August 28, 1903

“There are poems that never were written,
There are songs that were never sung;
There are melodies far, far sweeter
Than e’er fell from mortal’s tongue.
There are gems that are purer, brighter,
Than […],
There are pictures that never painter
On his canvas can reveal.[i]

A brighter was visited upon Milton. The […] that has for some time warped business, stagnated industry, and sunken the town from Parker’s Landing to Lavinia’s Woods, and from its southern boundary to its northern limit, has passed away as though some genie with a magic wand had exclaimed: “Present! Let it be done!” All is now harmony. In the early morning, as men are hurrying along the streets, it is “good morning, brother,” “Bonjour, Monsieur!” “Bueno noche señor,”[ii] or some other equally pleasant mode of salutation. This apparent good feeling continues throughout the day, and […] the quiet […] of the evening; and it really looks as though the goddess of peace that’s returned the […] little town that […] clay upon the banks of the Broadkill. And this is nice. The metamorphose is agreeable, and […] appreciated by all good Christians. There is no longer any […] around […] to hear some delectable words of slander about me or thee, but frankness and fairness are coming to be the chief constituents in the […] of Milton sociology. WE will make no inquiry regarding the change; it is apparent to us, and it must be to others. Let the good work go on and in a short time it may become self-evident that a little missionary work is more appreciated at home than it is among the heathen of Timbuctoo, or the savages of Ujija.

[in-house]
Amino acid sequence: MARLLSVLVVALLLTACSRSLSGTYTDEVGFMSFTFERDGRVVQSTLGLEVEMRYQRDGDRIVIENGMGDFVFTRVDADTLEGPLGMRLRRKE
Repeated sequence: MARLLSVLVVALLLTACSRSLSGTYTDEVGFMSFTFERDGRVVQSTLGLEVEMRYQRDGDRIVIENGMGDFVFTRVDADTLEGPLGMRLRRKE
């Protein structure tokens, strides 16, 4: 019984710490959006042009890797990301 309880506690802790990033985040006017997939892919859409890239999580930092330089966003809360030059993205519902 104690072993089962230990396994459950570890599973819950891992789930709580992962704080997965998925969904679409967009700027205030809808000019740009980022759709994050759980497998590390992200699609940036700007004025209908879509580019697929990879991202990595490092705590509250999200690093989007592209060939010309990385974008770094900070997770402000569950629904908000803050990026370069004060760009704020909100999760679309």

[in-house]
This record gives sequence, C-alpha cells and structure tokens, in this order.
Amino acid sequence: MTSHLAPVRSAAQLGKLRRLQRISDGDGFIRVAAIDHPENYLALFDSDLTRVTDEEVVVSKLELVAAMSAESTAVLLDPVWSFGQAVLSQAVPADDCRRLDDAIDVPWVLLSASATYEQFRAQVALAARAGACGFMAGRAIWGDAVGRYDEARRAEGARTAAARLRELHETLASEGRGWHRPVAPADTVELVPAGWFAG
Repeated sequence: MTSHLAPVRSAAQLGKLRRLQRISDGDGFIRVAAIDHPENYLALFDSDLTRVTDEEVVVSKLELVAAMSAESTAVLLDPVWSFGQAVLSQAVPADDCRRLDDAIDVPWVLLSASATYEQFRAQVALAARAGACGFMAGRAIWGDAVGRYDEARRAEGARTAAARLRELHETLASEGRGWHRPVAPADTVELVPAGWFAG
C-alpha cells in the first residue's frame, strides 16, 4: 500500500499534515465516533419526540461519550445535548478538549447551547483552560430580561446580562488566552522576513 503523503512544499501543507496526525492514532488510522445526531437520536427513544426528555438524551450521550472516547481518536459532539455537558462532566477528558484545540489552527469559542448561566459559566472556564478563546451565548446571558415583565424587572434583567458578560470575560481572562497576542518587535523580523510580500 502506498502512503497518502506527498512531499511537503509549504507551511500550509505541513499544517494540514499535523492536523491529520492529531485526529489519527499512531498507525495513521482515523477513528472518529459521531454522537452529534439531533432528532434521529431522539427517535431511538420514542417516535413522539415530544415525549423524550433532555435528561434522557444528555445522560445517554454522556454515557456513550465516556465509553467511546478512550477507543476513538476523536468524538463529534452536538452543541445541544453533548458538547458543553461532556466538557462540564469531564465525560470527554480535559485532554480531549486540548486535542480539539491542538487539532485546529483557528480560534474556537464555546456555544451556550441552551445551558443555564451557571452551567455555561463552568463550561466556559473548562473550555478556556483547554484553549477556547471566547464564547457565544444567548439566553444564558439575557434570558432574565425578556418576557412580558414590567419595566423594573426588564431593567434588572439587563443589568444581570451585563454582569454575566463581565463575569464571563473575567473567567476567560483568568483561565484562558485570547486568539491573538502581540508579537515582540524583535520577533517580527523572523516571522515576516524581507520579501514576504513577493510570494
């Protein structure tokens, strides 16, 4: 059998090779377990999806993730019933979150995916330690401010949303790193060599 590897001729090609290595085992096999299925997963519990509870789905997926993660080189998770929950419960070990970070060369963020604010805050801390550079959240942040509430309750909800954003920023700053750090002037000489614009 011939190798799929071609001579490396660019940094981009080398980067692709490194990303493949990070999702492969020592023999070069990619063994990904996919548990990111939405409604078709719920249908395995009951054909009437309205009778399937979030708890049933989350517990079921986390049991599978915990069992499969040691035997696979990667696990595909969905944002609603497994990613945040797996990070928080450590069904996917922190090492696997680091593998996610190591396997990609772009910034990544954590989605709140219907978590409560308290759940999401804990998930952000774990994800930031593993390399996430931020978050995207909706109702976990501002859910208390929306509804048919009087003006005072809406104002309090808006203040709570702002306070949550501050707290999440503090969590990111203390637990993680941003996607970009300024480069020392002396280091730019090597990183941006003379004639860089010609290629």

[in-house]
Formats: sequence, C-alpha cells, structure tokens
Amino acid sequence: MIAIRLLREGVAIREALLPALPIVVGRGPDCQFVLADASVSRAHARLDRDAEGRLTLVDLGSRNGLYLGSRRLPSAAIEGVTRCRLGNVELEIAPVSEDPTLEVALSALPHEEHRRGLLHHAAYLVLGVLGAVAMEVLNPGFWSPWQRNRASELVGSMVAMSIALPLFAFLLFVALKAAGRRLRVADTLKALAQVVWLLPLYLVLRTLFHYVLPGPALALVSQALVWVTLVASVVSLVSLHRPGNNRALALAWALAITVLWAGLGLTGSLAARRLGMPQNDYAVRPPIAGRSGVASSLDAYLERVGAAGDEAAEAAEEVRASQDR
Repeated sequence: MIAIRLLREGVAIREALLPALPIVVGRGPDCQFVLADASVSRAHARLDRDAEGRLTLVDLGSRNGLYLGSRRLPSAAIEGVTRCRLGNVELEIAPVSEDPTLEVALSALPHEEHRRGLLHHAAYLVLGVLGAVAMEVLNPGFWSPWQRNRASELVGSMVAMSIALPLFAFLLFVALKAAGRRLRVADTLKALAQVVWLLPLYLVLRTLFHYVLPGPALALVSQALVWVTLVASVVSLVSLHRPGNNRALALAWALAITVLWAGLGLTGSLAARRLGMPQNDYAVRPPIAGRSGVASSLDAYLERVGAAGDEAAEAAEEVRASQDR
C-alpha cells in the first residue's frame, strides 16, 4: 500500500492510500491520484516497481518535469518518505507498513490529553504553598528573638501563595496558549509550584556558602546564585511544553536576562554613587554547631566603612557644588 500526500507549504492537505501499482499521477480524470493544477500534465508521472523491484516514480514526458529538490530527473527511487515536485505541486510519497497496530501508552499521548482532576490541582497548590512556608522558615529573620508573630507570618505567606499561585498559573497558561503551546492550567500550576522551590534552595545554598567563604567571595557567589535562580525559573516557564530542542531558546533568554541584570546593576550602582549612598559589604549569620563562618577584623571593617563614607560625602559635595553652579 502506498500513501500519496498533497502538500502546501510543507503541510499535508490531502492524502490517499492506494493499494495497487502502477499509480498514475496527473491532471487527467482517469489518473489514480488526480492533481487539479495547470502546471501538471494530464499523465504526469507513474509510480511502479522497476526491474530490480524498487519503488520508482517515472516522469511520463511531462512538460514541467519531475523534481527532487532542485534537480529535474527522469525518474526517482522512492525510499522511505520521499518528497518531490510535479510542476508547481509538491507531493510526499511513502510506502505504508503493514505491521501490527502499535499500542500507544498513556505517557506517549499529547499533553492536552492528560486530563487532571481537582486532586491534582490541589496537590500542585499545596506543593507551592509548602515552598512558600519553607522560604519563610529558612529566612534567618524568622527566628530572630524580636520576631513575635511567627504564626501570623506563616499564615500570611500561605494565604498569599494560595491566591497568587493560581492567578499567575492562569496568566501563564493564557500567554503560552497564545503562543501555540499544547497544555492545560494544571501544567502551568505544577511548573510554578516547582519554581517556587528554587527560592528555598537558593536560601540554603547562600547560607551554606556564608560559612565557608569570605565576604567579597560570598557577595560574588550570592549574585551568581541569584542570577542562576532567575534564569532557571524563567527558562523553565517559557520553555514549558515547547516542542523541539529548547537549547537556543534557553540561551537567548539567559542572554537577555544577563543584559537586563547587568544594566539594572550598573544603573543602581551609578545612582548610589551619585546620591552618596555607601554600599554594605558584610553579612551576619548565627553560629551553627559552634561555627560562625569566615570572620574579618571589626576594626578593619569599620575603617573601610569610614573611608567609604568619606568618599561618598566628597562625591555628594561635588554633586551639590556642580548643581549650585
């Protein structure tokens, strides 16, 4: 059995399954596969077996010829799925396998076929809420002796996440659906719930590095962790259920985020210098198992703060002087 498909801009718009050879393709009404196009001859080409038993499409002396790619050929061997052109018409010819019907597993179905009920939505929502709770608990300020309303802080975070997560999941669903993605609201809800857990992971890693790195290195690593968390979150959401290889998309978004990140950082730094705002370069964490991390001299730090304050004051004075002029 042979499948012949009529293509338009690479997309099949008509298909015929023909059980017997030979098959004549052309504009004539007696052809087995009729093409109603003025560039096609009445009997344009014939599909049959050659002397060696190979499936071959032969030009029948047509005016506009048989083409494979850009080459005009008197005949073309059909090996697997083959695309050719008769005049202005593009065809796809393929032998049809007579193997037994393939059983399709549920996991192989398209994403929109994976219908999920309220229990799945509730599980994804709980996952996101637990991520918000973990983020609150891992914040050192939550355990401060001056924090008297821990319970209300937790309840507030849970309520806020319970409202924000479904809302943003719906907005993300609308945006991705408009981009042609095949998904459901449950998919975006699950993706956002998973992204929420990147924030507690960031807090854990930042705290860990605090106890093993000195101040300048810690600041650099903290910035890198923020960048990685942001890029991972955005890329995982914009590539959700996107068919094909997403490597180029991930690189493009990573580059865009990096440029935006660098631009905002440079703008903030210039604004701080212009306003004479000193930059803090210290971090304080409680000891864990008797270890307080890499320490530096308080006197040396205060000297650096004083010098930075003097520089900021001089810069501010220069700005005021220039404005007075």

“For the honest thoughts are wordless,
And the highest […]
Show us ever a loftier […],
A thought that is more sublime.
The most ravishing notes of music
Wake a […], sweeter strain,
And the […] […] […],
Teach us but to blend again.”

If the leader will thoughtfully ponder the stanza that precedes the above item and the one that follows it, he will find in them something beautiful, sublime and to the point. They were written by J. R. Shepard[iii].

Captain John Fisher and daughter Miss Edith were the guests of Mrs. Margaret Prettyman last week. Captain Fisher came via Cape May, and stayed but a few days.

Burton M. Robinson, a government employee at Washington, D. C., is at home and will spend the autumn in looking around.